Review: Youngyang Center 영양센타 (Nutrition Center)

Who would've ever thought that one of Korean food's most popular export dishes would be its Korean style chicken? Across most continents, various forms of Korean-style chicken have popped up and in Seoul, one is never seemingly more than a few hundred meters away from some sort of chicken restaurant.

As common as it is today, in the olden days chicken was mostly reserved for special occasions for the common folks and its most popular method of serving being a boiled chicken dish (baeksook or 백숙) to better serve large families with many mouths to feed. Between boiled chicken and the addictive fried and glazed chicken that's so popular today, an important evolutionary step in the "Korean chicken chain" is the electric grill roasted, rotisserie-style chicken (tongdak or 통닭) which hails originally from the restaurant I'm introducing in today's post.

In 1961, Youngyang Center, which literally means" nutrition center", opened its doors in Myeongdong where the restaurant's rows of whole chickens being slowly spit roasted by the window side was a novel notion at that time. As the chicken would slowly turn and roast, the fat would drip away while giving it a golden, slightly crisp skin and ensuring the moisture to be encased. Served simply with some salt and pepper for dipping, this roasted chicken is attributed as the precursor to the Korean style fried chicken that would come about a few decades later and then the various glazed and sauced versions today.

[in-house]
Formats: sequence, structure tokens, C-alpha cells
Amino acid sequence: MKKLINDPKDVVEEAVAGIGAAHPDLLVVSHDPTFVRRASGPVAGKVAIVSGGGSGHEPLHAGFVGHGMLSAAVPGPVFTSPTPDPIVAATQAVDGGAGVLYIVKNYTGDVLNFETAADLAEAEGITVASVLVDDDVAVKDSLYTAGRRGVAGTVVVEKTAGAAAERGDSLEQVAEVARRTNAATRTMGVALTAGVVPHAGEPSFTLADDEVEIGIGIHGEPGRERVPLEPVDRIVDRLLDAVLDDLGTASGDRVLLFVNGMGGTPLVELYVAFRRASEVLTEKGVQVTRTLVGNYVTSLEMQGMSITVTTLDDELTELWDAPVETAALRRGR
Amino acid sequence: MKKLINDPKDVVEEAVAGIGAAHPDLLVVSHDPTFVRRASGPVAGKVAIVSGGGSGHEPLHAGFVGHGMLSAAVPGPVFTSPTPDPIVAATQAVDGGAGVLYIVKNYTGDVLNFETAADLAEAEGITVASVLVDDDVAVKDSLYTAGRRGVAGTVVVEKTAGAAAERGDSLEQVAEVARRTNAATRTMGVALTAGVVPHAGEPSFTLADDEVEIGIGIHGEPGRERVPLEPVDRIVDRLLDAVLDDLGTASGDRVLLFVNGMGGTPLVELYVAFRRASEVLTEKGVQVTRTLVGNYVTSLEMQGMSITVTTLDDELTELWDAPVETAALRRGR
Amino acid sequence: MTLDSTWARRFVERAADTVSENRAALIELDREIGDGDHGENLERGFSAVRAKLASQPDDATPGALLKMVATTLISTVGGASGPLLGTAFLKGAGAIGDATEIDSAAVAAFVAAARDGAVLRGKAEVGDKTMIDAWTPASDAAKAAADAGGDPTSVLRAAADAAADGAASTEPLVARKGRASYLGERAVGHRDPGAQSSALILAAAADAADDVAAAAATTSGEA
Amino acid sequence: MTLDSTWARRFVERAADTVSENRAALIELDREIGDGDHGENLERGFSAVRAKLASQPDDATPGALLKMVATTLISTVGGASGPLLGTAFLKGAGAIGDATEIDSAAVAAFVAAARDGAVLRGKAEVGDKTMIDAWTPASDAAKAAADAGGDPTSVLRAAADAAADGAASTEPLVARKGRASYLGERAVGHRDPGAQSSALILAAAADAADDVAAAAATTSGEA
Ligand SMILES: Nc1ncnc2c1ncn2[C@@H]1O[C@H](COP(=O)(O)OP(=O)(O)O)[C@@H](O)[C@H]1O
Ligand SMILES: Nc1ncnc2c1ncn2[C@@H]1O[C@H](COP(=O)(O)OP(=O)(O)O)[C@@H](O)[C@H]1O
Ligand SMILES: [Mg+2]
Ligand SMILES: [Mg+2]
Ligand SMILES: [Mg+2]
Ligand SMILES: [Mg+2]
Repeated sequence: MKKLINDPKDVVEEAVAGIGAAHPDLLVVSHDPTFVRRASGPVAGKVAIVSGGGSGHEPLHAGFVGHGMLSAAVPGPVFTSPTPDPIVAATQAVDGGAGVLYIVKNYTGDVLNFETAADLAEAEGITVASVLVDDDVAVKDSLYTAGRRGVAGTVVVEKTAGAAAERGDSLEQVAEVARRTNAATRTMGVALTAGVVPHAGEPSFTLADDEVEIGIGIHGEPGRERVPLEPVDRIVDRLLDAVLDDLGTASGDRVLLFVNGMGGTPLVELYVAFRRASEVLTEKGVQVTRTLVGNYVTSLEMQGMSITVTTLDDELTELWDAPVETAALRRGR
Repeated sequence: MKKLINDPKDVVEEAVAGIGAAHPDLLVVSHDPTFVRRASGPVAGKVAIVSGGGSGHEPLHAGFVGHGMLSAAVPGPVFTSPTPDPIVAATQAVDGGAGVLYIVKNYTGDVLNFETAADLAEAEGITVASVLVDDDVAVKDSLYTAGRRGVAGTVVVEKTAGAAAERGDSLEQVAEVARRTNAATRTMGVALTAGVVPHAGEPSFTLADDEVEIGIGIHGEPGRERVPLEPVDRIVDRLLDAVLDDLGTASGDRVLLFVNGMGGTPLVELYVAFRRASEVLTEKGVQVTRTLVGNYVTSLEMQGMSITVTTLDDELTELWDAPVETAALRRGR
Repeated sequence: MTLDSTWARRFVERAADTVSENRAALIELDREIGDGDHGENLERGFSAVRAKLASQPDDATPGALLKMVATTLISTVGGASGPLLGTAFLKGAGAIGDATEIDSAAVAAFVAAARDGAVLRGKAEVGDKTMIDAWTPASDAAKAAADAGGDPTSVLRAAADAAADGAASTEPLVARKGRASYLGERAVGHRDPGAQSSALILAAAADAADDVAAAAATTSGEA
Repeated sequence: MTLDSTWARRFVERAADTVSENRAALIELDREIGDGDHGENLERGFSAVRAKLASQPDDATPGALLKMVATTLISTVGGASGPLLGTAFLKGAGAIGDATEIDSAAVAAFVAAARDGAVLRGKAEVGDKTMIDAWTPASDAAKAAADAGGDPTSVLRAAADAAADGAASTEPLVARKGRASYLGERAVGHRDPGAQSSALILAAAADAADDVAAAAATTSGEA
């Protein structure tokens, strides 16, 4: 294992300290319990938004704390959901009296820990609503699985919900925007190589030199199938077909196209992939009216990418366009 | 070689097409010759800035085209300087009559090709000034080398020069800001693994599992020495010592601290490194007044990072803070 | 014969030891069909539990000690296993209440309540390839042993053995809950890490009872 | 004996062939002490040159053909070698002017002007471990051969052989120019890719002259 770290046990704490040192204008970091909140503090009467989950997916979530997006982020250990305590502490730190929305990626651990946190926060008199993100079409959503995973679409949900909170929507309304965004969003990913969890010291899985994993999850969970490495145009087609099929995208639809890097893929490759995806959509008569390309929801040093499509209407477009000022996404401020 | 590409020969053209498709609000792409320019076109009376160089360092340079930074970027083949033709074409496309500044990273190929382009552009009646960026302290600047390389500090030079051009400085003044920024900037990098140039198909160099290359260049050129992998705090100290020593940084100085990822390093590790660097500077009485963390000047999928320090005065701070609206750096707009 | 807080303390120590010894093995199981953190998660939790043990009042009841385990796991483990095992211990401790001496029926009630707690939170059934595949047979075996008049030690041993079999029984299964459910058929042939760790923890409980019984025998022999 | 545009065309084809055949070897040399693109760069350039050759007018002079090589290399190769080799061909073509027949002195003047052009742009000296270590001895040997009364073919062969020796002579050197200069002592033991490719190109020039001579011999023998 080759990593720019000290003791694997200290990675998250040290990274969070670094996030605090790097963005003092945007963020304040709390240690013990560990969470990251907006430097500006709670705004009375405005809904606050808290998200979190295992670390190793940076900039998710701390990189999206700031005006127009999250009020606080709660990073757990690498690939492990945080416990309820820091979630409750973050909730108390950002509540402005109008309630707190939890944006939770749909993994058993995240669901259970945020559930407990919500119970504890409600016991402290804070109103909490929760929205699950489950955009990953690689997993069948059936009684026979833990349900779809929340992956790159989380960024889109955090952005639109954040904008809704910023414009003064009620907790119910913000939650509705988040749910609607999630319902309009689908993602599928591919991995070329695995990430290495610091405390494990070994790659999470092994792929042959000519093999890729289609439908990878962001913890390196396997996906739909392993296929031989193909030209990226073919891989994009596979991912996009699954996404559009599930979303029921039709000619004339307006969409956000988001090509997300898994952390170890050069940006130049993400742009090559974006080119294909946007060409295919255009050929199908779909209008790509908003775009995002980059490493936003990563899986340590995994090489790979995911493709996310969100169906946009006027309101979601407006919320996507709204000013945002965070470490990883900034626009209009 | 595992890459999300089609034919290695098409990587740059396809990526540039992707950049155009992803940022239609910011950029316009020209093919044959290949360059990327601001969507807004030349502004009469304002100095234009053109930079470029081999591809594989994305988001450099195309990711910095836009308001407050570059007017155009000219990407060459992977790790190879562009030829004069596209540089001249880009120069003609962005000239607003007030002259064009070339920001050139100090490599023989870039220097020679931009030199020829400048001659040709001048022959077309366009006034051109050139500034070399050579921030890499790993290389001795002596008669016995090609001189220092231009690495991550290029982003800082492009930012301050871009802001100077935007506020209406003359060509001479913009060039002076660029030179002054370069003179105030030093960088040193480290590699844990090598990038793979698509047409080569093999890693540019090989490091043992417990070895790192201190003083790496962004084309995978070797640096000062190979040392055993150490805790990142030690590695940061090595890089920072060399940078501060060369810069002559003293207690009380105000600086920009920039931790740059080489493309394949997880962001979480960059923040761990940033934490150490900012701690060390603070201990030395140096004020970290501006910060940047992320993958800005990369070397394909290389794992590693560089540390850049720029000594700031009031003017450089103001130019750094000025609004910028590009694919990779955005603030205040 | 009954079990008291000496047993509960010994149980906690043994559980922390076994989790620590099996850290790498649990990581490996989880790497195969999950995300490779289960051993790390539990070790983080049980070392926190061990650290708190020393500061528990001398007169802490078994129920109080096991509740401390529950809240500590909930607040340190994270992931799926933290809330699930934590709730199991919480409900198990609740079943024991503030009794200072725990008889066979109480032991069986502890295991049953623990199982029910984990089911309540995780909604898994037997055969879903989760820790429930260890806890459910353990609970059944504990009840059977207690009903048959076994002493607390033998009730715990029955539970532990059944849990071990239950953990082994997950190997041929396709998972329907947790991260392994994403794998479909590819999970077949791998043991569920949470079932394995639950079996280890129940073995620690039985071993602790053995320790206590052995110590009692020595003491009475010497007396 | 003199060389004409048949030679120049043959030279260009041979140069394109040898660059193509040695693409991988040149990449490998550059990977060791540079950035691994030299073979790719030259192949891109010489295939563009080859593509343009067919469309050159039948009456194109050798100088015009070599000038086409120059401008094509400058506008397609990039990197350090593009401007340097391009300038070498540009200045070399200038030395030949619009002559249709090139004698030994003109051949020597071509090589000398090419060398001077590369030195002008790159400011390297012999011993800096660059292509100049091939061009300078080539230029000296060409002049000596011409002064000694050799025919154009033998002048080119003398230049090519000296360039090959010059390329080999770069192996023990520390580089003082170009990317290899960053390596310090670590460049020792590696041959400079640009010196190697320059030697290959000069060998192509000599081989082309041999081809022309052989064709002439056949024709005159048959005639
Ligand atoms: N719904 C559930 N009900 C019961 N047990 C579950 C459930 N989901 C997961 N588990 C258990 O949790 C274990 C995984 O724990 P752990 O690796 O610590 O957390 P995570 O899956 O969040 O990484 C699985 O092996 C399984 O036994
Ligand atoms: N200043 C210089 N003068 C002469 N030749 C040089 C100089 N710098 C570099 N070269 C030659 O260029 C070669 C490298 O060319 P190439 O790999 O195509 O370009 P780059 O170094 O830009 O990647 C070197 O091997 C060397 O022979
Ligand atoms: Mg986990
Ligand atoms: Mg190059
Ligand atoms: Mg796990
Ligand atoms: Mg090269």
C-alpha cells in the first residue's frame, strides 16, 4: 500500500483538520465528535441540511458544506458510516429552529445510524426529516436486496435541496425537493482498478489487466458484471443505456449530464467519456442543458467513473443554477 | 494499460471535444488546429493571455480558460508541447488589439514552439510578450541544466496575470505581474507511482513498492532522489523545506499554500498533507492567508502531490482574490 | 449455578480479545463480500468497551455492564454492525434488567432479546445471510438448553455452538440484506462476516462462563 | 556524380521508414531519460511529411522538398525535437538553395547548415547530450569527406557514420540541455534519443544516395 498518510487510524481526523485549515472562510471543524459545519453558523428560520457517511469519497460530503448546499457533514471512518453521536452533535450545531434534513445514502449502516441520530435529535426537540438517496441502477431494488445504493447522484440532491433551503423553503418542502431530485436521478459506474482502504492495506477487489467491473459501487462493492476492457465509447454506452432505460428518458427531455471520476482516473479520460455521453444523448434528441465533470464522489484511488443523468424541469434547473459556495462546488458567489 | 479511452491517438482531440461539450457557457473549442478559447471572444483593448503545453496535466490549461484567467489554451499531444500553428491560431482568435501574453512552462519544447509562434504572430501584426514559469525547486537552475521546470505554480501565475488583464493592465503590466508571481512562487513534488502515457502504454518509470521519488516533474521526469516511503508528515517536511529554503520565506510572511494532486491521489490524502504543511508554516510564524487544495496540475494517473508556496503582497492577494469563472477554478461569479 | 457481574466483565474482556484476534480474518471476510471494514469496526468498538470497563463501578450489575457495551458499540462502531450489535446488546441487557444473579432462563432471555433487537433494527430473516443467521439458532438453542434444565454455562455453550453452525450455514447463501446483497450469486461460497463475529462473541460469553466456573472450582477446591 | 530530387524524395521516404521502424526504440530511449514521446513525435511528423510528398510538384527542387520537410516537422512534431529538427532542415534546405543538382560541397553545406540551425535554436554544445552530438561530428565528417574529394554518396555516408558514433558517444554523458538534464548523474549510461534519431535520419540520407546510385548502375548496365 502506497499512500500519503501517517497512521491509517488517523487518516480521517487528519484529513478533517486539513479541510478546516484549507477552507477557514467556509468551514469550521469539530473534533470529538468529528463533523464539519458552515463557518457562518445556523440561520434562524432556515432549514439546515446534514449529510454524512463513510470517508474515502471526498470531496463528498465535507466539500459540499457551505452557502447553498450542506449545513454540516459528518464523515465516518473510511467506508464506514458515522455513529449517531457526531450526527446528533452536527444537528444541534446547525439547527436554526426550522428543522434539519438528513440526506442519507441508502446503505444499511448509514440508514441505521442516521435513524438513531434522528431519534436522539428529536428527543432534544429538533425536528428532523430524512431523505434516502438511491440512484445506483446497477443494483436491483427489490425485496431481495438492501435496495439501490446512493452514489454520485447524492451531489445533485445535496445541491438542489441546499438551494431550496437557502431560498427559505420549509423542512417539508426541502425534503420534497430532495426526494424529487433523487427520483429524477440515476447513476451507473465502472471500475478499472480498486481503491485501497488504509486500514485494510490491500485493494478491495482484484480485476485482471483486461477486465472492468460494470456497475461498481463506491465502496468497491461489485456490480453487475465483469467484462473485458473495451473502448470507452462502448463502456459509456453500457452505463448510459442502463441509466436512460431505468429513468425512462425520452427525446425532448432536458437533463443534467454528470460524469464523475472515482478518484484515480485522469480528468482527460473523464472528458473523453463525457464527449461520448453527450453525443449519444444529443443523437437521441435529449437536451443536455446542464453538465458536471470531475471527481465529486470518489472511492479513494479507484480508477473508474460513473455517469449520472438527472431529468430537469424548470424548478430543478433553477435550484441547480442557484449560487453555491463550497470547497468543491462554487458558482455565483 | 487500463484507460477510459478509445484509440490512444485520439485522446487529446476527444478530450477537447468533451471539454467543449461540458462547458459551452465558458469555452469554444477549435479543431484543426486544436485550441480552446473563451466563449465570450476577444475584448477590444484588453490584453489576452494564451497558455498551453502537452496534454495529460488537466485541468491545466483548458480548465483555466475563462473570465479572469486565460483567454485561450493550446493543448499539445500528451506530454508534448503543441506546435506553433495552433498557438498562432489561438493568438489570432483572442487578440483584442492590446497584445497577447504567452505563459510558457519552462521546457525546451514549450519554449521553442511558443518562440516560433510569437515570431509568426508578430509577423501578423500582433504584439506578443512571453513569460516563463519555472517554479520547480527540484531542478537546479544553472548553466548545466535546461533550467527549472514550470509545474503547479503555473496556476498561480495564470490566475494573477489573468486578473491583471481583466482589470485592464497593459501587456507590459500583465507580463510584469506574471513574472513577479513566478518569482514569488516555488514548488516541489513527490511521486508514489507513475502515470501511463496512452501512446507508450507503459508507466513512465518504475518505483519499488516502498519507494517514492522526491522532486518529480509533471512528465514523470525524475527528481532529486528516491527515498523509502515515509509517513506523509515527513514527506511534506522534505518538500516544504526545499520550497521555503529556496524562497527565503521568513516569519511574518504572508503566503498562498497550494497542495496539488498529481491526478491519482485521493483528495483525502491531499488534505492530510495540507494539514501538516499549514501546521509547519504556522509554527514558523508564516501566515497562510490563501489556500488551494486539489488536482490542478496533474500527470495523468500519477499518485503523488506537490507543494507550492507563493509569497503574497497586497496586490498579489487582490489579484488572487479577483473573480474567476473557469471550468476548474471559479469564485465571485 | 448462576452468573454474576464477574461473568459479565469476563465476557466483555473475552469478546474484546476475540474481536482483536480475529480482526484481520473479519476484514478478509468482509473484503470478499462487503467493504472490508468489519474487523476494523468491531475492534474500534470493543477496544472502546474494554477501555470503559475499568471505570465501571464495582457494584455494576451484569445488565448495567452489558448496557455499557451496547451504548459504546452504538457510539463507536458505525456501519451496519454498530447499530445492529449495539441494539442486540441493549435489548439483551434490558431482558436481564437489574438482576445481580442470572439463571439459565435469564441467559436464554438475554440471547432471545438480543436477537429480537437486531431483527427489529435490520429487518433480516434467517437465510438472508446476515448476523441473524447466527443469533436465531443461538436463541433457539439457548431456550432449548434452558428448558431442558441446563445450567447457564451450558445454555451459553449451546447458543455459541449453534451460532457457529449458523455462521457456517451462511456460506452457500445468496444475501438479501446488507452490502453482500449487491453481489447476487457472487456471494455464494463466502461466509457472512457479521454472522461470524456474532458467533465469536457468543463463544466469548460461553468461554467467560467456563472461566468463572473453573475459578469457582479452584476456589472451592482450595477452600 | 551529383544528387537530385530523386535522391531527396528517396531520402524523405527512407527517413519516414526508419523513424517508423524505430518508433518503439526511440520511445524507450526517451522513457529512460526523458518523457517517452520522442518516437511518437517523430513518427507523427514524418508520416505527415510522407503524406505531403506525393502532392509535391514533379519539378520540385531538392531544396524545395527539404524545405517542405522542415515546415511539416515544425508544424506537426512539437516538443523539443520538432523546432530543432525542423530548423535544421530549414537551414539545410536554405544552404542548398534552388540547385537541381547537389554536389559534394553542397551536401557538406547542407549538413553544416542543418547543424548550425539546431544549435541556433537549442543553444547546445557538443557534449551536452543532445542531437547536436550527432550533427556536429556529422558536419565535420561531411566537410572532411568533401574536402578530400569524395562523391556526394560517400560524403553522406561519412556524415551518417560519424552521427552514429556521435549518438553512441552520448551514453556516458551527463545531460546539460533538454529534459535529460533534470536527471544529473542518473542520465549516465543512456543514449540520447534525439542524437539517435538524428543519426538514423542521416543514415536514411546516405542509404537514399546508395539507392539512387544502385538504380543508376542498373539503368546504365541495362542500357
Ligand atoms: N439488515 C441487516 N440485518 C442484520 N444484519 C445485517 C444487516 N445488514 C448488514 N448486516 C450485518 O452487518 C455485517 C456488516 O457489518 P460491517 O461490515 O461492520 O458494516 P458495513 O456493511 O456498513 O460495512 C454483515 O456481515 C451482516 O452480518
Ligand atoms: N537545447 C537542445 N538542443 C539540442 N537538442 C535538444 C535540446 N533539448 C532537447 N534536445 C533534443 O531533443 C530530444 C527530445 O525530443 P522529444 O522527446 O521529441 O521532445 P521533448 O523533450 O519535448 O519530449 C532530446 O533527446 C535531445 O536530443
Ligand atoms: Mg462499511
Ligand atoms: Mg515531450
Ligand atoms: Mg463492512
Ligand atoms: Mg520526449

Youngyang Center still serves up its roasted chicken today and also a mean samgyetang with both dishes being synonymous with the definition of wholesome goodness.

Youngyang Center is approaching its 60th year of operation and if that sounds fabricated, you can speak to my parents and their friends who grew up eating here. I, in turn, was taken here from when I was a kid and even today, my grandmother in particular, continues to insist she takes me here every time she visits Korea. On a pure sentimental note, I imagine it must be a peculiar feeling on her end to see her grandson, now a grown up adult, eating the same roasted chicken as he used to as a kid so long ago.